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Stem Cell Therapy



How Pepsi Found Itself in the Middle of the Bioethics Debate

Abortion, being the divisive and highly emotional issue that it is, unfortunately makes people jump quickly to conclusions, and in some cases snap decisions. A perfect example of how emotions make us leap before we look occurred when in early 2012, Oklahoma State Senator Ralph Shortey hastily proposed a bill that would ban food “which contains aborted human fetuses in the ingredients.”

Shortey decided to take action after he reportedly heard news through the pro life group Children of God for Life that Pepsi and others were partnering with a company called Synomyx that was using stem cells in researching taste substitutes for sugar. The Internet, and it appears the senator from Oklahoma, got caught up in this to the point where people started believing that fetal tissue was actually ending up in the foods we eat.

Stem cell research

While Shortey played damage control by saying he didn’t think human fetuses were in our foods, it’s hard to dispute what he hurriedly tried to pass into law.

Stem Cells for Taste Testing?

Senomyx has isolated receptors on cells that detect taste, then added them to HEK293 cells, the stem cell line in question. The company can then test countless additives to see which get the desired taste response much more quickly and efficiently than using people in studies.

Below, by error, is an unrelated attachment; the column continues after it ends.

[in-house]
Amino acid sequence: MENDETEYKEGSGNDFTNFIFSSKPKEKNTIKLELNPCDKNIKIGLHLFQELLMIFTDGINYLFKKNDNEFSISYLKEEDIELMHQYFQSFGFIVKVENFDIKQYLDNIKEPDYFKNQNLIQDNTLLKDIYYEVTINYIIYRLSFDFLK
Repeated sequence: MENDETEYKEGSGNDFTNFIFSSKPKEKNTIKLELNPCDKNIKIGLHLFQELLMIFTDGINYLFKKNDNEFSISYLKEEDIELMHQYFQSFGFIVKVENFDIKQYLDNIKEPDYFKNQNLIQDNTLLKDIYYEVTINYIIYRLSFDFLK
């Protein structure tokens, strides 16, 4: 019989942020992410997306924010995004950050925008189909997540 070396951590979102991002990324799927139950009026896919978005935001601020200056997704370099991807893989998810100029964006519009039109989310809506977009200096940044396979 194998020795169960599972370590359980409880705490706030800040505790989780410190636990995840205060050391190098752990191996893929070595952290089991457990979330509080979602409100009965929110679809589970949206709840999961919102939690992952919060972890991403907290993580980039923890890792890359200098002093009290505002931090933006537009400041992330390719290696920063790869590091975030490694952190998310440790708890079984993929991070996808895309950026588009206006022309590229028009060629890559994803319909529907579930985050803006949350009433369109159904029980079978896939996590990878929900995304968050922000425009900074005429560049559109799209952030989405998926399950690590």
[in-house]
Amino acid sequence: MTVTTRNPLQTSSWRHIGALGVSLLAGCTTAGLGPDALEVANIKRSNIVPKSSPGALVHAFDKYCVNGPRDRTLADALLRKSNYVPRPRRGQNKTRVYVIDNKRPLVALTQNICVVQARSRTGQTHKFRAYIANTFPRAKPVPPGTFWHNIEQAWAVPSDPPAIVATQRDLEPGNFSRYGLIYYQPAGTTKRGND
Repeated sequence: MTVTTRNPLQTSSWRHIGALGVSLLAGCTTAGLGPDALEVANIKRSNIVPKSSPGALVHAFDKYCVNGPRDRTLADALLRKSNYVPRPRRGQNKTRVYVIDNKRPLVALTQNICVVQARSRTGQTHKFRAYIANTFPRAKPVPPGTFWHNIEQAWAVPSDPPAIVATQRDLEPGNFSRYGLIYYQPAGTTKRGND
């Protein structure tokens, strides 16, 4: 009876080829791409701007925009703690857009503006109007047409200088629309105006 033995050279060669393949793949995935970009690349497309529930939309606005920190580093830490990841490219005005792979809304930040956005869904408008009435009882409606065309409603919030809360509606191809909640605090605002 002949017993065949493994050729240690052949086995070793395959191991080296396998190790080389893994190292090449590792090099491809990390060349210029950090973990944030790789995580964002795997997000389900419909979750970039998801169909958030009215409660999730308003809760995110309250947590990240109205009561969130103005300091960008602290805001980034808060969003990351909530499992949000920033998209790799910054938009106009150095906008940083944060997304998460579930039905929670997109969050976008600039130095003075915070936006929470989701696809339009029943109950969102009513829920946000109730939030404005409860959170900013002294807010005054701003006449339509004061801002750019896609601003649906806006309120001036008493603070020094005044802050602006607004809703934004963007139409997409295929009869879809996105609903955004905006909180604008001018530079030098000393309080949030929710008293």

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Patient’s Own Blood Being Used to Treat Athletic Injuries

When an athlete gets injured, there’s a typical protocol. The usual treatments include physical therapy and sometimes surgery. These long standing treatments have been effective, but they take the athlete out of their game for quite some time. Lately, a new therapy has surfaced and athletes and doctors alike are loving the results. Plasma rich platelet and stem cell therapies are new treatments that are proving their worth and looking to become the new “go-to” therapy for injured athletes.

Plasma rich platelet (PRP) and stem cell therapies are administered by taking blood from the injured patient, placing the vial in a centrifuge to separate the components, and then injecting the plasma or stem cells back into the patient at the injury site. The healing elements of the PRP go to work directly on the injury and are claimed to speed the healing process. Stem cells work similarly.

In a nutshell, the patient is being treated with their own blood for expedited recovery.


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